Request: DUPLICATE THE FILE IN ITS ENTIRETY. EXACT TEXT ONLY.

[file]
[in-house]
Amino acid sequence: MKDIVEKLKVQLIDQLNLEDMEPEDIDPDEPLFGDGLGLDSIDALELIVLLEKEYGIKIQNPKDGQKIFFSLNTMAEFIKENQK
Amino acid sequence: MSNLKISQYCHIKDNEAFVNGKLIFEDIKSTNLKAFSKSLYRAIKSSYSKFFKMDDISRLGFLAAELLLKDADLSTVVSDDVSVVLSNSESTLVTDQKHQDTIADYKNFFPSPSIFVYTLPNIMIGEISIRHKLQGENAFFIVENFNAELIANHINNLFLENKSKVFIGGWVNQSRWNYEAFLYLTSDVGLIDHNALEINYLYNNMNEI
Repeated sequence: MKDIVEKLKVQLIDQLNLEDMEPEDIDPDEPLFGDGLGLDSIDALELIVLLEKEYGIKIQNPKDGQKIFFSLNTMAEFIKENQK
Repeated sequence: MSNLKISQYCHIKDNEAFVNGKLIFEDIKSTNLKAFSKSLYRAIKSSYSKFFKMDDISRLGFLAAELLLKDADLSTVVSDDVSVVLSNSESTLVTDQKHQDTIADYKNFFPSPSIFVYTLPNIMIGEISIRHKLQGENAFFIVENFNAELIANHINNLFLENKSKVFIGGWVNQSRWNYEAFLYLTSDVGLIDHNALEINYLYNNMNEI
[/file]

[in-house]
Amino acid sequence: MKDIVEKLKVQLIDQLNLEDMEPEDIDPDEPLFGDGLGLDSIDALELIVLLEKEYGIKIQNPKDGQKIFFSLNTMAEFIKENQK
Amino acid sequence: MSNLKISQYCHIKDNEAFVNGKLIFEDIKSTNLKAFSKSLYRAIKSSYSKFFKMDDISRLGFLAAELLLKDADLSTVVSDDVSVVLSNSESTLVTDQKHQDTIADYKNFFPSPSIFVYTLPNIMIGEISIRHKLQGENAFFIVENFNAELIANHINNLFLENKSKVFIGGWVNQSRWNYEAFLYLTSDVGLIDHNALEINYLYNNMNEI
Repeated sequence: MKDIVEKLKVQLIDQLNLEDMEPEDIDPDEPLFGDGLGLDSIDALELIVLLEKEYGIKIQNPKDGQKIFFSLNTMAEFIKENQK
Repeated sequence: MSNLKISQYCHIKDNEAFVNGKLIFEDIKSTNLKAFSKSLYRAIKSSYSKFFKMDDISRLGFLAAELLLKDADLSTVVSDDVSVVLSNSESTLVTDQKHQDTIADYKNFFPSPSIFVYTLPNIMIGEISIRHKLQGENAFFIVENFNAELIANHINNLFLENKSKVFIGGWVNQSRWNYEAFLYLTSDVGLIDHNALEINYLYNNMNEI